The same year, an Illinois student challenged a school rule, intended to stop gang activity, against males' wearing earrings. Like the Ohio cross-dressers, the plaintiff lost this case as well. The court concluded that the school's goal, control of youth gangs, justified any constitutional infringement.

Since then, students have challenged a school rule banning clothing that identifies a professional sports team, a prohibition against clothes advertising alcohol, and a school penalty against a student who wore a T-shirt proclaiming that "Drugs Suck." Recently, a student asserted a constitutional right to wear sagging pants to school. (A cultural expression, he argued.) In all cases, the complaining students invoked their First Amendment right to free speech.

How have these cases been resolved? A California court ruled that a school district could prohibit high school students from wearing clothing with athletic-team insignia, based on evidence that such clothing was related to gang activity. The district's ban was struck down in the elementary schools, however, where the court found no evidence that such clothing caused any disruption. A federal court in Oklahoma recognized a student's right to advertise alcoholic beverages on her clothing, but a federal judge in Virginia upheld the school prohibition against a "Drugs Suck" T-shirt. And a New Mexico judge ruled that wearing sagging pants did not constitute speech for First Amendment purposes and sustained the district's dress code.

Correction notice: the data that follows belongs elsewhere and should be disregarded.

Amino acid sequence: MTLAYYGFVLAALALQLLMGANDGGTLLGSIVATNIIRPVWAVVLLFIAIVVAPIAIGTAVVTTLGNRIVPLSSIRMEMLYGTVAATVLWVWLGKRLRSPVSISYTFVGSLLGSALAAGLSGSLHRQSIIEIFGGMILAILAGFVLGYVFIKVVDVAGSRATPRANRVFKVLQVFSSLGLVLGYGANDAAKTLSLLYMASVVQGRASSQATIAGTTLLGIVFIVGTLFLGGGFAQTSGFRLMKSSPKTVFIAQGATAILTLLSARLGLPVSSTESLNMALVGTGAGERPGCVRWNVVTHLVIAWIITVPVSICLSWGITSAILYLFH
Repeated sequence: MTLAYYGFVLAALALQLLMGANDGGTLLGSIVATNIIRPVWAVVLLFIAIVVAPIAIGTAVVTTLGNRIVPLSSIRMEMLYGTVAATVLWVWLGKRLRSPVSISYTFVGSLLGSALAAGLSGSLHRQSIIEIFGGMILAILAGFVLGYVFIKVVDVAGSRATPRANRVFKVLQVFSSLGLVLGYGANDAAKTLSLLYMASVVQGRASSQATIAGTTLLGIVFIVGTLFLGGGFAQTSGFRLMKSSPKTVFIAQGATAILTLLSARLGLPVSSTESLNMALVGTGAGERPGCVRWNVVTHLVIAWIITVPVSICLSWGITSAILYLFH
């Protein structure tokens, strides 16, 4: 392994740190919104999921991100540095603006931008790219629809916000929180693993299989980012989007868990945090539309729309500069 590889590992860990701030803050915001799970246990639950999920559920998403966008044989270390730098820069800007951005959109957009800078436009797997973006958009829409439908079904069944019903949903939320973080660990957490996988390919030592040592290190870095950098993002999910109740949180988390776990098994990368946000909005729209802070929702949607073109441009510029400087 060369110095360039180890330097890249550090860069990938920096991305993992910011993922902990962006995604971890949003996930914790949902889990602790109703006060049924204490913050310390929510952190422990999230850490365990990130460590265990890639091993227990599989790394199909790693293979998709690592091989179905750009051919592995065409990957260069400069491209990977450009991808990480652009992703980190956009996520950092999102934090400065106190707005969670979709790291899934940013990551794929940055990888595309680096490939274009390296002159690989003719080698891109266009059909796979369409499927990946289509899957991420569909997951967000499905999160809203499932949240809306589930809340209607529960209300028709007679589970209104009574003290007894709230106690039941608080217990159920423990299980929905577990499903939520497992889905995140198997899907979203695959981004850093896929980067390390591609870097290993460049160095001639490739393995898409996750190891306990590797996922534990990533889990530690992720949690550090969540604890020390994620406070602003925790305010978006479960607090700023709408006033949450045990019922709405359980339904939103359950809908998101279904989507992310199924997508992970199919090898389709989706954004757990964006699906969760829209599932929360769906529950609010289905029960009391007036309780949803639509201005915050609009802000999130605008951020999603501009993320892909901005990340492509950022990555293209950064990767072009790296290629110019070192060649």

Many of these lawsuits are trivial to the point of absurdity. But perhaps no dress-code challenge is more absurd than a case brought by the Pyle brothers, two high school students from South Hadley, Mass. They argued that they had a constitutional right to wear T-shirts to school that bore these slogans: "Coed Naked Band; Do It to the Rhythm" and "See Dick Drink. See Dick Drive. See Dick Die. Don't Be a Dick." When the school district disagreed, the brothers sued in federal court.

A federal trial court ruled substantially in the school district's favor. In the court's view, South Hadley's dress code, prohibiting clothes with lewd or vulgar messages, was constitutionally permissible. However, the federal court's decision was essentially nullified by a Massachusetts state court ruling. In an independent decision involving the Pyle brothers' dispute, the state court ruled that a Massachusetts statute guarantees students the right to free expression at school, even if the expression is vulgar.

Jurisprudence on students' free-expression rights has traveled a long road since the Supreme Court's Tinker decision in 1969. The court's guiding principle, that students have a constitutional right to engage in non-disruptive free speech, has been invoked in support of student demands to wear earrings, sagging pants, and T-shirts with lewd messages. Where is this litigation heading?